Beyond Next-Gen Manufacturing

Another area where Amgen has made significant investments and progress toward sustainability is the in development of next-generation biopharmaceutical manufacturing. Amgen opened its first next-gen facility in Singapore in 2014, and the results were resoundingly positive for both the environment and Amgen’s business. A second next-gen facility in Rhode Island recently completed its first runs to produce medicines.

“Our next-gen factories are smaller, more efficient, they cost less to operate, and they are significantly more environmentally friendly in terms of energy and water usage, all without compromising on our business or the quality of our medicines,” Guhan explains. “That has positively impacted our entire industry, as we were the first biotech company to develop next-gen manufacturing on a commercial scale, and we have certainly inspired other companies to do the same.”

However, Guhan says next-gen manufacturing alone isn’t enough, and his team continues to iterate on Amgen’s operations, looking for ways to make them even better.

A Catalyst for Change

One of Guhan’s guiding principles in advancing Amgen’s environmental sustainability efforts is that green initiatives and business success are not mutually exclusive. “We don’t have to make a compromise between business and the environment,” he says. “Focusing on sustainability makes us more innovative, not less.”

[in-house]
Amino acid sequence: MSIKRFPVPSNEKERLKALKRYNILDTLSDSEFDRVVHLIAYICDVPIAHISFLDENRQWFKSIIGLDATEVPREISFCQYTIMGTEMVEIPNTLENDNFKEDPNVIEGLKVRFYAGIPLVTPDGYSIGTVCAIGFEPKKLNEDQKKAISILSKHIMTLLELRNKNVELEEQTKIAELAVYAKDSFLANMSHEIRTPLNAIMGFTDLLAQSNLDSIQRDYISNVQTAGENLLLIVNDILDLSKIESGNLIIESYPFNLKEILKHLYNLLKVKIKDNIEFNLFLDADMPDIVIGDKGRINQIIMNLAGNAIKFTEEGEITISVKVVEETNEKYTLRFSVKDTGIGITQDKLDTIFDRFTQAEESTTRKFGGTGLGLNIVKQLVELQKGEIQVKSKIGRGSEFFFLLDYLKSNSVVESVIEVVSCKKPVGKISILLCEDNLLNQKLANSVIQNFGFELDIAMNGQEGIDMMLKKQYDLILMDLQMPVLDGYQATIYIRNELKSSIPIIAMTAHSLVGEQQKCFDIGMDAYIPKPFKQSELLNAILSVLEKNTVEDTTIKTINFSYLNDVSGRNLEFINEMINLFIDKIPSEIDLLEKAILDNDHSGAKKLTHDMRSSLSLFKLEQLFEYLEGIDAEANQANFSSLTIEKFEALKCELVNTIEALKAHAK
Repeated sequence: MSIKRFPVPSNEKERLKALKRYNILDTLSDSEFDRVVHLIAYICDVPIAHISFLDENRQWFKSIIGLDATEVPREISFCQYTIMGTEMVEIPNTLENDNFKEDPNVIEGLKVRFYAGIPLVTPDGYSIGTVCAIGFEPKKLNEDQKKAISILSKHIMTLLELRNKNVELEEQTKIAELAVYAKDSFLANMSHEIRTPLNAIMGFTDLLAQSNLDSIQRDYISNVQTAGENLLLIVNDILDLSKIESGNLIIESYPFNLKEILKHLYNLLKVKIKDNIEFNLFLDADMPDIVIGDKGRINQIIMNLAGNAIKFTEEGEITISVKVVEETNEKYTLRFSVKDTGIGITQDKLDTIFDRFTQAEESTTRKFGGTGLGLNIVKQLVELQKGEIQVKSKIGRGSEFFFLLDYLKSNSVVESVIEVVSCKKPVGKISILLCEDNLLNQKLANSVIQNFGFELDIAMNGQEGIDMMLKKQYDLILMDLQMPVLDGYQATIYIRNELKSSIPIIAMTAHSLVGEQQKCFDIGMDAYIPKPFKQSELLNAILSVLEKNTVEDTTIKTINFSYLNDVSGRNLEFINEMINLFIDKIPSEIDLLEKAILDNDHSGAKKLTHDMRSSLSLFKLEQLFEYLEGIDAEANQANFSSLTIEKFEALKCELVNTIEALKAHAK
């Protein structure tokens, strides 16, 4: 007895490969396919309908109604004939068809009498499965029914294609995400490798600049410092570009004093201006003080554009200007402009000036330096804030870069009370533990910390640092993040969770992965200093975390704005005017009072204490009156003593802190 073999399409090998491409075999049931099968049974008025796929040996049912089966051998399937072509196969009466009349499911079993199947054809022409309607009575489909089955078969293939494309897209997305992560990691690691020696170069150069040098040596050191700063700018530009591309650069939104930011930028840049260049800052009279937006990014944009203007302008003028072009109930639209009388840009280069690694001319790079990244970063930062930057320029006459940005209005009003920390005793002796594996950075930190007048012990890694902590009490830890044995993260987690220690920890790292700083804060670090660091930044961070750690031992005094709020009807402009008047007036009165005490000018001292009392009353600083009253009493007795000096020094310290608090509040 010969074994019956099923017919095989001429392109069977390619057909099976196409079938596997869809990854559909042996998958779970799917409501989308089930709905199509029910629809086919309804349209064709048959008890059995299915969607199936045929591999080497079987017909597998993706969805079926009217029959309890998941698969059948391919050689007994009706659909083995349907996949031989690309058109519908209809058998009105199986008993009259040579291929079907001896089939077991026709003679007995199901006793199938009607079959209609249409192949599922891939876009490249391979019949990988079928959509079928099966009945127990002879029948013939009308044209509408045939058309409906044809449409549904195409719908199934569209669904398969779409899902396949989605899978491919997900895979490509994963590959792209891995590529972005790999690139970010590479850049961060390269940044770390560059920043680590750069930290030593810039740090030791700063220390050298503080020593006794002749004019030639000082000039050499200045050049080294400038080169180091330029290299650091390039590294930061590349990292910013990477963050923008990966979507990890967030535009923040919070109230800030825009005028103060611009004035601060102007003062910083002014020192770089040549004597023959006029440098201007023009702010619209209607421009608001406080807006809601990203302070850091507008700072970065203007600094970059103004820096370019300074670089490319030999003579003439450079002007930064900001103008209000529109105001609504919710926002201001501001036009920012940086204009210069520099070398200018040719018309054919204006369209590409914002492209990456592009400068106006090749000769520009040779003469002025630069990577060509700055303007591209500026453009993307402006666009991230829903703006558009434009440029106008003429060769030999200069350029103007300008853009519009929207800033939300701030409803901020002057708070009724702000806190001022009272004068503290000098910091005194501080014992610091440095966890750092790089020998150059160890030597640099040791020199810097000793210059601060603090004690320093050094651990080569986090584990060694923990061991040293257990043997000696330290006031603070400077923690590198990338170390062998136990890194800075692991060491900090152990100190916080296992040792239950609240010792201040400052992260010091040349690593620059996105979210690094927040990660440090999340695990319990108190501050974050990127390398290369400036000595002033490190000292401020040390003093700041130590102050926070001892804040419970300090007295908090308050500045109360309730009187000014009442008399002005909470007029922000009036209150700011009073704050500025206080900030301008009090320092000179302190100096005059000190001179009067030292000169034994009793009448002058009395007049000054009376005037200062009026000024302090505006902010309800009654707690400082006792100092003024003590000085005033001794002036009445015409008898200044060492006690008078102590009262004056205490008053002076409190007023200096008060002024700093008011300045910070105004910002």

Sam Guhan and Margaret Faul at an outdoor compost station on the grounds of Amgen's Thousand Oaks campus.

That doesn’t mean it will be easy, however. To achieve Amgen’s 2027 sustainability goals, Guhan says that teams are looking beyond the factory floor, and pushing boundaries, to make improvements throughout the company. “We’re asking questions like how much carbon do we reduce by changing all the lightbulbs in our offices? Should we go with electric vehicles for our sales teams when the leases come up for renewal? How can we work with local governments to develop infrastructure so we’re not sending waste to landfills?” he says. “If we only focus on one thing, we won’t achieve our goals—it needs to be a company-wide effort.”

One unexpected source of sustainable innovation? The COVID-19 pandemic.

"The silver lining from this horrible year is that we are now using new technologies that accelerate innovation and reduce our carbon footprint,” Guhan says. “For example, we used to have someone fly out to a vendor facility to conduct a Factory Acceptance Test every time we built a new piece of equipment, but now we do it virtually and it works beautifully. We never would have dreamed we could do this a year ago.”

Guhan says he felt heartened by stories he heard from India during the early days of the pandemic. “When everything was shut down, people in Bangalore were saying they could hear the birds singing for the first time in years. In the northern part of the country, the industrial smog had cleared, and people could see the Himalayas again,” he says. “That serves as a reminder that pollution and climate change are manmade, and that through motivation and innovation, it is still possible to make a change.”